If your colleagues don’t have the same expectations of the community’s journey as you do, you’re not going to achieve results fast enough for them to stay supportive.
It’s very common to communicate too little with your senior colleagues when building a community, it’s far more difficult to communicate too frequently.
In almost every project we’ve worked on, the community team needs to double the amount of time they spend lengthening and smoothing the runway.
Email the last five people that joined your community.
Ask how they heard about your community.
If they came via search, what terms did they search for?
If they came via a referral, who referred them and why did they trust this person?
If they came via your website, what information were they looking for?
What drove them to sign up and create their first contribution?
Why didn’t they just read?
Was there anything that nearly stopped them from signing up?
What parts of the community mattered most to them? Was there anything they didn’t care about?
It only takes 30 minutes and you might be amazed by the quality of data it yields.
Your top members aren’t answering questions for free.
They’re being paid in things they value more than money.
They’re being paid in how it feels when they help others and receive gratitude.
They’re being paid in feeling smarter about the topic and more competent at what they do.
They’re being paid in the relationships they form and finding a sense of identity.
They’re being paid in the reputation they nurture and feeling like they matter.
They’re being paid in feeling important by members and by the brand.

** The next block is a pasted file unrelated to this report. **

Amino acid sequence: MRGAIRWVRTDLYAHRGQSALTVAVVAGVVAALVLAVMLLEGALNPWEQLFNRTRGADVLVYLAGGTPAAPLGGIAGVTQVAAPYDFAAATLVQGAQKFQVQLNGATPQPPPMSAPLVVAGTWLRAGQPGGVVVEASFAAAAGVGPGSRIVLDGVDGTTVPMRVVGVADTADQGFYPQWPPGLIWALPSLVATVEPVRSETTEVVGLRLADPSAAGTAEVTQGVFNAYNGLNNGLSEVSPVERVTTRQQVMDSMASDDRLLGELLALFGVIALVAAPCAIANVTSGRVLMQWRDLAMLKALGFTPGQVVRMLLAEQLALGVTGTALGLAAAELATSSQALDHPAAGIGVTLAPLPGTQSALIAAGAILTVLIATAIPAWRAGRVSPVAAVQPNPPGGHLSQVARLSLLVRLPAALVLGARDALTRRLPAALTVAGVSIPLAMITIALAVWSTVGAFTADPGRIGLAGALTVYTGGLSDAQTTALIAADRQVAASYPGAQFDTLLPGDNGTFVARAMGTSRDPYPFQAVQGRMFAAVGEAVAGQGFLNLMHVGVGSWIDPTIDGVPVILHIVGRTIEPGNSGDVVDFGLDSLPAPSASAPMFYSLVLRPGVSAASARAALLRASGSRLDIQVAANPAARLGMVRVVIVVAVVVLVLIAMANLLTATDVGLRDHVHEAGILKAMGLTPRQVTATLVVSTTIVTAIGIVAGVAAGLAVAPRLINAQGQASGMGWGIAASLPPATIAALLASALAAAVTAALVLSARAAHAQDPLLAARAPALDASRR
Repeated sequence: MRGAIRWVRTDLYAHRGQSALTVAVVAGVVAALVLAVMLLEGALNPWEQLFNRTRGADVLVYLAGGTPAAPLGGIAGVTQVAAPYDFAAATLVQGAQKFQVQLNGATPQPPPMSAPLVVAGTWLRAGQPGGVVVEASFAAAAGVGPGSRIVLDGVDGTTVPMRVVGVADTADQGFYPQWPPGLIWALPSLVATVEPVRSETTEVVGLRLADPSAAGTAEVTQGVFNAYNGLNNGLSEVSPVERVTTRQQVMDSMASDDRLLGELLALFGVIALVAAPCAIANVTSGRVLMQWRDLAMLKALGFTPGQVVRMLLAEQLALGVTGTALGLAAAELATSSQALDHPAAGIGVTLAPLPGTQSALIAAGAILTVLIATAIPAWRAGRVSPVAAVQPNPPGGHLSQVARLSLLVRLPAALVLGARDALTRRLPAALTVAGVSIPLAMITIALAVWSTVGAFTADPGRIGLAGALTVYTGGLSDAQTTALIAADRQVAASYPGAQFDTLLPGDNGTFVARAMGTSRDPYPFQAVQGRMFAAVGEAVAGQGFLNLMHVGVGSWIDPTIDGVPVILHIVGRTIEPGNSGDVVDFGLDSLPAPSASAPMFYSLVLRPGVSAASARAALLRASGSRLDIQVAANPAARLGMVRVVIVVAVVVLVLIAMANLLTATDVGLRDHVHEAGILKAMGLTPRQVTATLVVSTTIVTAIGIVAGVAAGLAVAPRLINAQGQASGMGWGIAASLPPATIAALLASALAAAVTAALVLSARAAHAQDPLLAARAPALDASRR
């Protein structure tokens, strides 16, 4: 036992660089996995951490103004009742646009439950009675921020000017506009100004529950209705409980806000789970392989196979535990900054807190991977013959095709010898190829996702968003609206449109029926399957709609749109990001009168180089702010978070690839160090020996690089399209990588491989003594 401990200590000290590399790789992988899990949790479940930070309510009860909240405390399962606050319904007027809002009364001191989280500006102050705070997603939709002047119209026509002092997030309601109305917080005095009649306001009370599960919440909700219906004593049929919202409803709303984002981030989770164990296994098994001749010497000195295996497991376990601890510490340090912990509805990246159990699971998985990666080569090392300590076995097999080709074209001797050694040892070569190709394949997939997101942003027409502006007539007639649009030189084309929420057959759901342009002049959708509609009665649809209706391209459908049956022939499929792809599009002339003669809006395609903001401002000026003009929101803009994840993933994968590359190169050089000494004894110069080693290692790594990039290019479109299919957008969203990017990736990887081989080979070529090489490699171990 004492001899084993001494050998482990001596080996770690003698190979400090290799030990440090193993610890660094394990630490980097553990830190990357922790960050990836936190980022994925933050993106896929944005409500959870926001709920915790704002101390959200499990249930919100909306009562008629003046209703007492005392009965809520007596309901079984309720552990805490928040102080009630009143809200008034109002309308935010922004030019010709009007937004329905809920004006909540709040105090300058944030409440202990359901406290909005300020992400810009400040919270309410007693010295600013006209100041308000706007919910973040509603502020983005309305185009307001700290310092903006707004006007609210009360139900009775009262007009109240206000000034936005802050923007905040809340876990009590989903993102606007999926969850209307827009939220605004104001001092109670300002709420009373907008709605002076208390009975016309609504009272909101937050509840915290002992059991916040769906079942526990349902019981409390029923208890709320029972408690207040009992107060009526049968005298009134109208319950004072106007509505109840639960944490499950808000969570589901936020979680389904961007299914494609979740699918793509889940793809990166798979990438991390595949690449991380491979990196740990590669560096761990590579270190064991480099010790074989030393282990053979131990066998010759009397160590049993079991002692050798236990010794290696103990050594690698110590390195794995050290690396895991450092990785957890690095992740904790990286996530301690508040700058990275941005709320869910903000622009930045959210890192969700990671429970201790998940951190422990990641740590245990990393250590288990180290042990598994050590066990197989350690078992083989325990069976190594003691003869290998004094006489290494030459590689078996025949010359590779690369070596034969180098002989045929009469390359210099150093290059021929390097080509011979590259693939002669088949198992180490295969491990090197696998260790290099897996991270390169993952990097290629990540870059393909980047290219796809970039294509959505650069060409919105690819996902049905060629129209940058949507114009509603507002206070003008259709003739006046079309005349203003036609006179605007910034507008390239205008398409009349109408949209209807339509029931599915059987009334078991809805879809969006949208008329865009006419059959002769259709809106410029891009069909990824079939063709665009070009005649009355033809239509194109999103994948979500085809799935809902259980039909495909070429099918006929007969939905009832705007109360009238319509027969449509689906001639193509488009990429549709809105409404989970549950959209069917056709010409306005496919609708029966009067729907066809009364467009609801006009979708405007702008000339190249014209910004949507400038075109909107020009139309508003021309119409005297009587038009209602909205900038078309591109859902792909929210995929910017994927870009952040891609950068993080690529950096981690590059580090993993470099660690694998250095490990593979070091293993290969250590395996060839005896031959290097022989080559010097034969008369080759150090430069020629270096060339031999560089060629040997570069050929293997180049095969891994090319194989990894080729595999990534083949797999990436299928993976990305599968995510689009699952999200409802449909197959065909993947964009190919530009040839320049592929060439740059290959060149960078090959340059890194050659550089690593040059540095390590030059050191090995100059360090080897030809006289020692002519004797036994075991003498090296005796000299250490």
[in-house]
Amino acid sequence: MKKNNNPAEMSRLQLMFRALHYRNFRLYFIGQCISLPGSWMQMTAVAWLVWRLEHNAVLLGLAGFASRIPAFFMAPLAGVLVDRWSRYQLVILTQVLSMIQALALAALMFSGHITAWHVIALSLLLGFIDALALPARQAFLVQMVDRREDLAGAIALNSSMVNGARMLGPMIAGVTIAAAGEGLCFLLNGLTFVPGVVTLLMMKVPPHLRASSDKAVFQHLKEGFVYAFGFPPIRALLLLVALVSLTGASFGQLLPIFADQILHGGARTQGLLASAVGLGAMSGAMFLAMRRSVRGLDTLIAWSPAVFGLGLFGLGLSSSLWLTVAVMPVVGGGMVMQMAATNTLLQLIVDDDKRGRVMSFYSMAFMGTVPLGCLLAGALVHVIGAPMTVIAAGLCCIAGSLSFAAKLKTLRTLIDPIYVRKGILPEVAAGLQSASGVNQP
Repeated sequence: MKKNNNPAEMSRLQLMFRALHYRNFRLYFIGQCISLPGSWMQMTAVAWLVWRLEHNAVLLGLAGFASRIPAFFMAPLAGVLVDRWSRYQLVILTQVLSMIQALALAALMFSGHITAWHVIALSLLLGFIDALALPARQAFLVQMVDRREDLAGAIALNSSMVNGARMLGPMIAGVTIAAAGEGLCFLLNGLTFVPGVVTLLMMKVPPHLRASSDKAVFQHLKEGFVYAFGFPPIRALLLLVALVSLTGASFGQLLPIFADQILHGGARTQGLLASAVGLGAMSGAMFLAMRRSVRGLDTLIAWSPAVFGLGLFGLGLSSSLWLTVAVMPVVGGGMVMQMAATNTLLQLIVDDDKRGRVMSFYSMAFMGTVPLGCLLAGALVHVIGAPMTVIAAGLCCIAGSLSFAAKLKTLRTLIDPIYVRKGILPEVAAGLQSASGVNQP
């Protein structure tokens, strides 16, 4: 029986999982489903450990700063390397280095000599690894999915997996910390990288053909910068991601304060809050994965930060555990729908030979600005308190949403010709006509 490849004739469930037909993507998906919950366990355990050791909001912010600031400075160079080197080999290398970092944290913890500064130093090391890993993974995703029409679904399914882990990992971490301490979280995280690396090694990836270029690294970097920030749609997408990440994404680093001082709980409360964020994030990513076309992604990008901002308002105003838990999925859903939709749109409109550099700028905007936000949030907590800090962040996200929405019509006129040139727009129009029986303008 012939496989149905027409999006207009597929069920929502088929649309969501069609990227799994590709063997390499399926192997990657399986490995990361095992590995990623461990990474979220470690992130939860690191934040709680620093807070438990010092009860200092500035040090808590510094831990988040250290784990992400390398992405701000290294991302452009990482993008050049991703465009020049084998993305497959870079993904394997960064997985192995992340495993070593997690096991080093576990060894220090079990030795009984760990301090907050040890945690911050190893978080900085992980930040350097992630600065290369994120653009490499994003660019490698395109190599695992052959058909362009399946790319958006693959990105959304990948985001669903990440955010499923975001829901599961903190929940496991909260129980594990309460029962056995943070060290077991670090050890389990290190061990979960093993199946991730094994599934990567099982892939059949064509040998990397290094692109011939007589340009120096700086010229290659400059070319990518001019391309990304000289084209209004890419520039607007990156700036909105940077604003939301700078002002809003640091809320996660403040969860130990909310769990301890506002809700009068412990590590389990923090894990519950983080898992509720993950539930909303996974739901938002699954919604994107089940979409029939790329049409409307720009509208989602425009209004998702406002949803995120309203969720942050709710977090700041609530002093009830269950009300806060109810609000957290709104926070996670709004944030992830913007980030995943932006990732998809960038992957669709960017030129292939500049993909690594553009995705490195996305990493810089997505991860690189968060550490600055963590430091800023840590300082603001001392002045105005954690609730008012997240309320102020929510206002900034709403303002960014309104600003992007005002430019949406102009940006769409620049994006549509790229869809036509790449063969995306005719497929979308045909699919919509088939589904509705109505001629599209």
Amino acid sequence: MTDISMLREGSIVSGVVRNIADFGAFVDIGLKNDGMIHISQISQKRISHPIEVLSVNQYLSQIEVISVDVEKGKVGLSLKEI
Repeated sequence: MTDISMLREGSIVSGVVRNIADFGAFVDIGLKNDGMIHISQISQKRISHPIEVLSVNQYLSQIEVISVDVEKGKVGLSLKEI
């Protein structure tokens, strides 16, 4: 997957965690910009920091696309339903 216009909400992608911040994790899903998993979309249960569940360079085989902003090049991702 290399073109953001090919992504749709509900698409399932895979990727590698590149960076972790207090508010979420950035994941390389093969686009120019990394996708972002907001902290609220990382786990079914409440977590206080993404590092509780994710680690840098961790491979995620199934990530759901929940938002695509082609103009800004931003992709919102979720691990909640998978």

They’re being paid in things money can’t buy.
You don’t encourage superusers by finding tangible rewards with ever-greater value, you encourage superusers by doing whatever it takes to best amplify these feelings.
The most powerful rewards include:
- Ensuring members thank those who provided the answer to their problem and highlight how much it helped.
- Providing exclusive training and expertise which makes superusers feel smarter and appreciated.
- Asking the PR team to promote their work, inviting them to speak at company events, or lead areas of the community (AMAs/Live chats etc..)
- Gathering superusers together in the same room so they can form strong relationships with fellow superusers.
- Providing unique access to insider information, attend CEO calls, or have contacts to ask for advice.
Don’t increase the size of a reward, amplify the feelings members want when they help.
If you haven’t visited an old Yahoo group for a while, it might be worth a visit before they close.
Connect with the friends you want to stay in touch with.
Share your life updates and see how others are doing.
Find the most popular discussions and remind yourself of your best memories.
Remind yourself of the person you were when you joined the group and how it changed you.
And say goodbye to the people who may once have been a significant part of your life.
You have until the end of the day.
Three trends are fairly clear I think:
1) Declining Reach.
It’s harder to reach people with a message now than ever. Organic reach has plummeted on social media platforms and Google is keeping more traffic for itself.
Even building an email list isn’t as effective as it used to be. Gmail probably put this email (which you signed up for) in a ‘promotions’ folder outside of your regular inbox and alongside spam.
2) Rising Demands.